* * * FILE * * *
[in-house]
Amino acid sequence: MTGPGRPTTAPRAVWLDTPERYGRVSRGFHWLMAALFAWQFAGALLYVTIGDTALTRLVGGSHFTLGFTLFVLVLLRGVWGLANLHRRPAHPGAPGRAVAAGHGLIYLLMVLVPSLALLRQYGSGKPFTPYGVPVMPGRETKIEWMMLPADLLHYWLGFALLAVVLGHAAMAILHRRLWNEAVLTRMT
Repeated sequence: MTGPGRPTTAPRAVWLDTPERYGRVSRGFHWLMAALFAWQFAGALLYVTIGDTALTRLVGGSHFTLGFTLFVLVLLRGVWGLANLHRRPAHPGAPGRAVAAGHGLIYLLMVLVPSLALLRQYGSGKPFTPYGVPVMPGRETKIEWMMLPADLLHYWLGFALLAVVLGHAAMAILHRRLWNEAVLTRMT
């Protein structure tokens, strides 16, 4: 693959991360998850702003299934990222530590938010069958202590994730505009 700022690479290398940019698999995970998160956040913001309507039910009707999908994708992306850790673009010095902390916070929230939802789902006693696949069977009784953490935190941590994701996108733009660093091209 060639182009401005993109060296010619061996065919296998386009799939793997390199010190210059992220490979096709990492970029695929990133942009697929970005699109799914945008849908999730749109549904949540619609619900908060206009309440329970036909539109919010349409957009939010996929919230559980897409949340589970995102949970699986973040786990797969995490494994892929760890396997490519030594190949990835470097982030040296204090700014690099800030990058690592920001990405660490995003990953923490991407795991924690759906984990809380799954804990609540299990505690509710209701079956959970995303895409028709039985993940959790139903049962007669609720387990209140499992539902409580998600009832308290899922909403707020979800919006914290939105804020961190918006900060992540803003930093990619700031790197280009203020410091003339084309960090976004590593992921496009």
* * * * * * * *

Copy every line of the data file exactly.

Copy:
[in-house]
Amino acid sequence: MTGPGRPTTAPRAVWLDTPERYGRVSRGFHWLMAALFAWQFAGALLYVTIGDTALTRLVGGSHFTLGFTLFVLVLLRGVWGLANLHRRPAHPGAPGRAVAAGHGLIYLLMVLVPSLALLRQYGSGKPFTPYGVPVMPGRETKIEWMMLPADLLHYWLGFALLAVVLGHAAMAILHRRLWNEAVLTRMT
Repeated sequence: MTGPGRPTTAPRAVWLDTPERYGRVSRGFHWLMAALFAWQFAGALLYVTIGDTALTRLVGGSHFTLGFTLFVLVLLRGVWGLANLHRRPAHPGAPGRAVAAGHGLIYLLMVLVPSLALLRQYGSGKPFTPYGVPVMPGRETKIEWMMLPADLLHYWLGFALLAVVLGHAAMAILHRRLWNEAVLTRMT
């Protein structure tokens, strides 16, 4: 693959991360998850702003299934990222530590938010069958202590994730505009 700022690479290398940019698999995970998160956040913001309507039910009707999908994708992306850790673009010095902390916070929230939802789902006693696949069977009784953490935190941590994701996108733009660093091209 060639182009401005993109060296010619061996065919296998386009799939793997390199010190210059992220490979096709990492970029695929990133942009697929970005699109799914945008849908999730749109549904949540619609619900908060206009309440329970036909539109919010349409957009939010996929919230559980897409949340589970995102949970699986973040786990797969995490494994892929760890396997490519030594190949990835470097982030040296204090700014690099800030990058690592920001990405660490995003990953923490991407795991924690759906984990809380799954804990609540299990505690509710209701079956959970995303895409028709039985993940959790139903049962007669609720387990209140499992539902409580998600009832308290899922909403707020979800919006914290939105804020961190918006900060992540803003930093990619700031790197280009203020410091003339084309960090976004590593992921496009």